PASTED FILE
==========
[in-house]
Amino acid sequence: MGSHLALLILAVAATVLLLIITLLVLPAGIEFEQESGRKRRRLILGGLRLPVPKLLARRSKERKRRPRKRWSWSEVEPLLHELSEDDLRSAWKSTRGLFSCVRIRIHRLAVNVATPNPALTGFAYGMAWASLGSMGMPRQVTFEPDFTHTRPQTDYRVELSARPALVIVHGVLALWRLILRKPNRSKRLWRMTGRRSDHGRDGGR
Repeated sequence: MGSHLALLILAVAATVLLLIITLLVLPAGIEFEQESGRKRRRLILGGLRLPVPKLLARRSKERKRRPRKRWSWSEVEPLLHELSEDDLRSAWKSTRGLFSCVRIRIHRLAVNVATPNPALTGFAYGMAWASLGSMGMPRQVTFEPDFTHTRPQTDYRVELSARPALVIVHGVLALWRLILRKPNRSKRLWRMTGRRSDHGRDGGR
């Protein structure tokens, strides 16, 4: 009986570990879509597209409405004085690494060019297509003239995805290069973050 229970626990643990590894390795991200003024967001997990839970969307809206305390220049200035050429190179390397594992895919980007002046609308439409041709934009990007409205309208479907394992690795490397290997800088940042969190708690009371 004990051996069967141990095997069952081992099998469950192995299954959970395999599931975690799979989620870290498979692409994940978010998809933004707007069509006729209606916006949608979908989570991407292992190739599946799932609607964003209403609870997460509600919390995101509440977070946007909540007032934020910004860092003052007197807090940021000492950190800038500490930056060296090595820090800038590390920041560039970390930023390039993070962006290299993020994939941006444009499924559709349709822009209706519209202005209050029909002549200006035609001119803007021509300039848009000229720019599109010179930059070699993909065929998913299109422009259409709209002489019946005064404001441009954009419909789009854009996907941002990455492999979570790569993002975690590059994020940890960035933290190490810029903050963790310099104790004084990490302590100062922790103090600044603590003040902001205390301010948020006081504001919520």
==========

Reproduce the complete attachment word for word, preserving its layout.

[in-house]
Amino acid sequence: MGSHLALLILAVAATVLLLIITLLVLPAGIEFEQESGRKRRRLILGGLRLPVPKLLARRSKERKRRPRKRWSWSEVEPLLHELSEDDLRSAWKSTRGLFSCVRIRIHRLAVNVATPNPALTGFAYGMAWASLGSMGMPRQVTFEPDFTHTRPQTDYRVELSARPALVIVHGVLALWRLILRKPNRSKRLWRMTGRRSDHGRDGGR
Repeated sequence: MGSHLALLILAVAATVLLLIITLLVLPAGIEFEQESGRKRRRLILGGLRLPVPKLLARRSKERKRRPRKRWSWSEVEPLLHELSEDDLRSAWKSTRGLFSCVRIRIHRLAVNVATPNPALTGFAYGMAWASLGSMGMPRQVTFEPDFTHTRPQTDYRVELSARPALVIVHGVLALWRLILRKPNRSKRLWRMTGRRSDHGRDGGR
């Protein structure tokens, strides 16, 4: 009986570990879509597209409405004085690494060019297509003239995805290069973050 229970626990643990590894390795991200003024967001997990839970969307809206305390220049200035050429190179390397594992895919980007002046609308439409041709934009990007409205309208479907394992690795490397290997800088940042969190708690009371 004990051996069967141990095997069952081992099998469950192995299954959970395999599931975690799979989620870290498979692409994940978010998809933004707007069509006729209606916006949608979908989570991407292992190739599946799932609607964003209403609870997460509600919390995101509440977070946007909540007032934020910004860092003052007197807090940021000492950190800038500490930056060296090595820090800038590390920041560039970390930023390039993070962006290299993020994939941006444009499924559709349709822009209706519209202005209050029909002549200006035609001119803007021509300039848009000229720019599109010179930059070699993909065929998913299109422009259409709209002489019946005064404001441009954009419909789009854009996907941002990455492999979570790569993002975690590059994020940890960035933290190490810029903050963790310099104790004084990490302590100062922790103090600044603590003040902001205390301010948020006081504001919520």